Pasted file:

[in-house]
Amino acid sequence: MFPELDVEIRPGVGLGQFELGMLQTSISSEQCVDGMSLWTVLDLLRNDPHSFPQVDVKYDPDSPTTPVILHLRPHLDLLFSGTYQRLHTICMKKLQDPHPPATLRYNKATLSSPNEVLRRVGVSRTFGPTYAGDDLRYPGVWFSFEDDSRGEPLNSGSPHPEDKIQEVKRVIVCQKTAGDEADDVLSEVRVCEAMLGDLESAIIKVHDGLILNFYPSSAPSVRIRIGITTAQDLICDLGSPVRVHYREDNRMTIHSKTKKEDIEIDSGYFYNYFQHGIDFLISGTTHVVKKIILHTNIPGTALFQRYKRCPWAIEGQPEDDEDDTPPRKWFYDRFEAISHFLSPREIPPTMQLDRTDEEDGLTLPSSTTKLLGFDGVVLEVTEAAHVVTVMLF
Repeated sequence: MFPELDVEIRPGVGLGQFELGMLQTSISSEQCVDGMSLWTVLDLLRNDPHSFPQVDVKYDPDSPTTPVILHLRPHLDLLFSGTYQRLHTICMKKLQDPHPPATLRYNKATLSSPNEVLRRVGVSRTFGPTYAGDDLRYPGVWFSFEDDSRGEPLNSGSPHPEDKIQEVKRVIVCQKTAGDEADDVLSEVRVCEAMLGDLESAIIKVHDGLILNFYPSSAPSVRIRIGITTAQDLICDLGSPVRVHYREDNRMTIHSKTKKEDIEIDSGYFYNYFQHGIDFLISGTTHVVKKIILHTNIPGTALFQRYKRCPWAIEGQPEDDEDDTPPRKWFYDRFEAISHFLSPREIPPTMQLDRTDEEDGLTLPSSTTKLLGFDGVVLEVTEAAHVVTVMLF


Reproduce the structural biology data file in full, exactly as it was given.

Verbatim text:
[in-house]
Amino acid sequence: MFPELDVEIRPGVGLGQFELGMLQTSISSEQCVDGMSLWTVLDLLRNDPHSFPQVDVKYDPDSPTTPVILHLRPHLDLLFSGTYQRLHTICMKKLQDPHPPATLRYNKATLSSPNEVLRRVGVSRTFGPTYAGDDLRYPGVWFSFEDDSRGEPLNSGSPHPEDKIQEVKRVIVCQKTAGDEADDVLSEVRVCEAMLGDLESAIIKVHDGLILNFYPSSAPSVRIRIGITTAQDLICDLGSPVRVHYREDNRMTIHSKTKKEDIEIDSGYFYNYFQHGIDFLISGTTHVVKKIILHTNIPGTALFQRYKRCPWAIEGQPEDDEDDTPPRKWFYDRFEAISHFLSPREIPPTMQLDRTDEEDGLTLPSSTTKLLGFDGVVLEVTEAAHVVTVMLF
Repeated sequence: MFPELDVEIRPGVGLGQFELGMLQTSISSEQCVDGMSLWTVLDLLRNDPHSFPQVDVKYDPDSPTTPVILHLRPHLDLLFSGTYQRLHTICMKKLQDPHPPATLRYNKATLSSPNEVLRRVGVSRTFGPTYAGDDLRYPGVWFSFEDDSRGEPLNSGSPHPEDKIQEVKRVIVCQKTAGDEADDVLSEVRVCEAMLGDLESAIIKVHDGLILNFYPSSAPSVRIRIGITTAQDLICDLGSPVRVHYREDNRMTIHSKTKKEDIEIDSGYFYNYFQHGIDFLISGTTHVVKKIILHTNIPGTALFQRYKRCPWAIEGQPEDDEDDTPPRKWFYDRFEAISHFLSPREIPPTMQLDRTDEEDGLTLPSSTTKLLGFDGVVLEVTEAAHVVTVMLF